EVERY IMF program before DSK bounced them into EZ ones was austerity + devaluation + default – you won’t get growth from business investment (no demand) consumer (job loss, lower wages,higher taxes /fear- won’t spend) or govt (have to reduce spending to bring debt/deficit under control) – only one of 4 sources left – NET TRADE – devalue to boost exports & tourism and reduce imports.
    P I G S – PAIN without devaluation to provide GAIN – debt/GDP ratio WORSE – contracted economy with austerity only.
    DEBT/deflation trap identified by I. Fisher in NINETY-THIRTY-THREE
    If ignore simple economic theory (including criteria for ‘optimal currency area’) and keep repeating in Pavlovian style ‘we must save Euro’ you will produce a 25 % GDP fall Greece – DEPRESSION – & boost extremists (G Dawn on 13 % from 6 in 6 months) & place a society under unbearable stress – eg attack (YOUTUBE) by GD members on illegal immigrant holding centre in Patras.
    IMF produced research – rule of thumb was that if reduce deficit by 1% you will reduce GDP by 1/2 – found for simultaneous tightenings in PIGS the figure was 2 – i.e. make matters worse not better.
    Evans-Pritchard said in Tele that 2008 crisis was outcome of failure of entire generation of political & economic leaders. Yet for Euro just had to read historian/anthropologist E-P and do what he prescribed from 1999 – NO PROBELM.

    • berosos_bubos

      Why not just cut state and cut taxes to create demand ?

      • Tom Tom

        Why not cut of cheap funding to Banks and create new Banks ?

  • Smithersjones2013

    I really am getting sick of the damn filter on this site blocking perfectly reasonable posts (no swearing, no abuse, no naughty words)! Clearly the Spectator has abandoned the concept of freedom of speech……

  • @PhilKean1

    UK politicians are ALSO comedians

    But all we ever get are bad jokes and custard pies in our faces.

  • @PhilKean1

    Their successors will be Labour – hopefully, without needing support from Clegg’s Liberals

    Yes, this is bad. And we are on course for 5 more years of political incompetence and mismanagement.

    But this HAS to happen. It is now certain that a dreadful mistake was made back in 2005, when normally sensible Conservatives elected a naive, inexperienced and weak David Cameron as their leader.
    The consequences of that dreadful mistake are likely to be highlighted in Eastleigh, when ex-Conservatives switch to UKIP to ENSURE that Cameron loses an election that should have been a walk-over for him.

    The result at Eastleigh, if ex-Conservatives do ensure Cameron’s defeat, will be replicated in Tory areas all over the south of England in 2015. This is now certain.

    But it will mean that Cameron will be removed as leader, his party will be disinfected of Liberals-posing-as-Tories and they will be in a position to win a majority at the 2020 election.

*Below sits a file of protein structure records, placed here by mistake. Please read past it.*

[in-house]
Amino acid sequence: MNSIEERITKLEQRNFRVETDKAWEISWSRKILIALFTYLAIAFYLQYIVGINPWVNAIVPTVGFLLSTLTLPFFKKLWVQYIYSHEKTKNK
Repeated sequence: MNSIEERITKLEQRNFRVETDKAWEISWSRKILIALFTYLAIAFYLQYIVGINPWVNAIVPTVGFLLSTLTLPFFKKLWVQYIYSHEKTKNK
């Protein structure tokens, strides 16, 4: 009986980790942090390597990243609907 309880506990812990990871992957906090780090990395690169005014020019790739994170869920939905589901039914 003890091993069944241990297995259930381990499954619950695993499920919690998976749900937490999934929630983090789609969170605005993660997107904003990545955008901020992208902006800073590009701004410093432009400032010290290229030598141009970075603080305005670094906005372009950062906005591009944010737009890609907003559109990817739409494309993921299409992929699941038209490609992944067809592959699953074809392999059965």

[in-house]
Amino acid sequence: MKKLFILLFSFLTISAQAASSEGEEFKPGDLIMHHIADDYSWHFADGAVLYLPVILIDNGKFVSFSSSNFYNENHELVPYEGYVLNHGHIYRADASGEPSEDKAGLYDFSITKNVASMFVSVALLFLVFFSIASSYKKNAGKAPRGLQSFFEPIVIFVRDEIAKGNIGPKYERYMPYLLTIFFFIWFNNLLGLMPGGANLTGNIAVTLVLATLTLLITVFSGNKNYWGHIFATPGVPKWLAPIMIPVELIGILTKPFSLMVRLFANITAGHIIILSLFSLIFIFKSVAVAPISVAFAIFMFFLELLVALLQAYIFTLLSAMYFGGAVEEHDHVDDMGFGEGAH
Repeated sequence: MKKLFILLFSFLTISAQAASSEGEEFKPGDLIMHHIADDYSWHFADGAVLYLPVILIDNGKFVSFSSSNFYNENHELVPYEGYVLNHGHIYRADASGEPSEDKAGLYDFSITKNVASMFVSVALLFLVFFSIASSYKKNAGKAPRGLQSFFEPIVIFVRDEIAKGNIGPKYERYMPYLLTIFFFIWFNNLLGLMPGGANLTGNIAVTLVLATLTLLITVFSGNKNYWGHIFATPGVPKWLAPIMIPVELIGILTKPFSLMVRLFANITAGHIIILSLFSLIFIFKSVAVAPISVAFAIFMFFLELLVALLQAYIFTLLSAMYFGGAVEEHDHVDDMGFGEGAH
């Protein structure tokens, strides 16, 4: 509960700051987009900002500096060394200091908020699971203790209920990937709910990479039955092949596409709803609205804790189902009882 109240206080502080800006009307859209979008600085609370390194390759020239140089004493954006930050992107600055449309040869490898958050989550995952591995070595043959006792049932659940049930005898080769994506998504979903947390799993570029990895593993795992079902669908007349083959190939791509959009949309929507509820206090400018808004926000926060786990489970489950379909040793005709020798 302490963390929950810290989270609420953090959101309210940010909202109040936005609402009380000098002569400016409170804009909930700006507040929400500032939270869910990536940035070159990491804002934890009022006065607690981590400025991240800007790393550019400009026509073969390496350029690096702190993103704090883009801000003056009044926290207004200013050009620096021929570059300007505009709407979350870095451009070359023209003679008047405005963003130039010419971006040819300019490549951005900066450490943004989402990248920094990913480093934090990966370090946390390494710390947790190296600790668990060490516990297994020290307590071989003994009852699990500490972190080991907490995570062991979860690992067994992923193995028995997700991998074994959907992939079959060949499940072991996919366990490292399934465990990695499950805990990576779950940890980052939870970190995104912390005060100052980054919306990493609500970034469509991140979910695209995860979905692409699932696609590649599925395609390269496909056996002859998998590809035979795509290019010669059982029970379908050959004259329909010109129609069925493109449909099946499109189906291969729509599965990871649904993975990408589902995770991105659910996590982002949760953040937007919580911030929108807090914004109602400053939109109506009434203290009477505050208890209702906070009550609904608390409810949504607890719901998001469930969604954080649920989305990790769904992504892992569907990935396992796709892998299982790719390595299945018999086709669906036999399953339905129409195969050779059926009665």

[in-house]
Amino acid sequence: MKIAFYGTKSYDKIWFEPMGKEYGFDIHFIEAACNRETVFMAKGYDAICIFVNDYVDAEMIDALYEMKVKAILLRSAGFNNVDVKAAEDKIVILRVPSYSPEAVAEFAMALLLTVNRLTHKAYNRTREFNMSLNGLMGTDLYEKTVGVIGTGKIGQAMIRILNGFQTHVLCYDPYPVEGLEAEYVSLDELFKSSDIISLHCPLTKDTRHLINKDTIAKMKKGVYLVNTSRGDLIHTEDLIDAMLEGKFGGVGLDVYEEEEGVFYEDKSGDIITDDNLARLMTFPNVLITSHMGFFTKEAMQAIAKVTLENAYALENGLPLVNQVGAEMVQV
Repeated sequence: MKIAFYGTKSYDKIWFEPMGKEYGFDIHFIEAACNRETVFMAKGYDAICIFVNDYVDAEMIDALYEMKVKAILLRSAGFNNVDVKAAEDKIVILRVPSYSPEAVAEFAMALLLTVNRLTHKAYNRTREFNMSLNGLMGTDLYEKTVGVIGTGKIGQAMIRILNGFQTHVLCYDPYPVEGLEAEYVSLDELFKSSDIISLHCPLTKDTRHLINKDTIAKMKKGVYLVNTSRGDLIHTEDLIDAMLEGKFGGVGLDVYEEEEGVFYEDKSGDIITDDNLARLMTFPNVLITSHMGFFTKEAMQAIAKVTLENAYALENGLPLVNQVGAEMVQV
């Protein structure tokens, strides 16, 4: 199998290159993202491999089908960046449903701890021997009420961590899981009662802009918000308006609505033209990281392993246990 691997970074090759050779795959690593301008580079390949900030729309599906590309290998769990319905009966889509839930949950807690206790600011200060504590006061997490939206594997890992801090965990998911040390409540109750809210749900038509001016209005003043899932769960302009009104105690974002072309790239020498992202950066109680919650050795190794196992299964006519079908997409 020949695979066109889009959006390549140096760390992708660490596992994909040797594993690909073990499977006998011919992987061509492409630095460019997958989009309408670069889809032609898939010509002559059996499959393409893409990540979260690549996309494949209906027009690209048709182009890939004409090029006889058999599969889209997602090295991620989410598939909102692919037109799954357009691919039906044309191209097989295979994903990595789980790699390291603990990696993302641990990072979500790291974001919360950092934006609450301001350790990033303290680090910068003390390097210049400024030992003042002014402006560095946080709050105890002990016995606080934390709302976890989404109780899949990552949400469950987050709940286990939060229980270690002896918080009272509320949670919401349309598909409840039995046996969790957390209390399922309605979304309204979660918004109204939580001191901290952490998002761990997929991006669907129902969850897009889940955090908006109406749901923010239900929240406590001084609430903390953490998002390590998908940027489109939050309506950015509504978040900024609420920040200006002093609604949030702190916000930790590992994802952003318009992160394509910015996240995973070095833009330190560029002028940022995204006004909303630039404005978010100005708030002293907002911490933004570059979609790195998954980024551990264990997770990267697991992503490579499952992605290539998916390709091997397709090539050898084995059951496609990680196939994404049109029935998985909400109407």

I can see no other way the next 7 years unfolds.

    • Colonel Mustard

      A queer strategy that, to ensure that a Conservative leader who palely imitates Labour is removed just to establish a real Labour government that will exceed in malevolence and culturally revolutionary policies anything seen from 1997 to 2010.

      Whilst Cameron gets a beating, arguably deserved, the real criminal gang escape scrutiny and punishment altogether, but instead are rewarded with power.


      • @PhilKean1

        How long do you want British politicians, of all the 3 main parties, to continue taking us 1 step forward, and 2 steps back?

        When do you think time should be called in order to force an end to the abuse of the British political process?

        • Colonel Mustard

          I know that crippling one of the three main parties – e.g. the Conservatives – will just strengthen the other two. And those two parties in combination are far more dangerous.

          Your strategy will only work if all 3 main parties are damaged. They won’t be.

          “Calling time” on all 3 parties is quite different from giving power to Labour which is exactly what you will do. That will open up all sorts of other nasties which will make your “strategy” even less likely to succeed. Reluctantly I’ve come to the conclusion that UKIP are Labour’s strongest ally.

          Do I want a change of Conservative leadership and direction? Yes. But I don’t want another Labour government. And I know which is more important.

          • @PhilKean1

            We will have to suffer a minimum of 5 years in order to repair the Conservative party and return it to its core purpose.

            You can’t possibly want to bury your head in-the-sand and watch Britain continue to decline under the stewardship of this dreadful bunch we have in now?

            Suffer the pain with Labour, whilst watching the good that is done in the Conservative Party. The British people deserve to have a decent Tory party to vote for.

            • WatTylersGhost

              “Repair the Conservative Party” – I prefer to see it buried. Do not give any of these failures the excuse to carry on. We need a new political system with new parties.

              • Colonel Mustard

                But what you will get is a one-party state run by Labour.

                • Tom Tom

                  We had that for 13 years because the Conservatives were a DISASTER and capped that with a New Leader who could not even beat Gordon Brown. In short Conservatives have not managed to win an election since 1992

                • Andy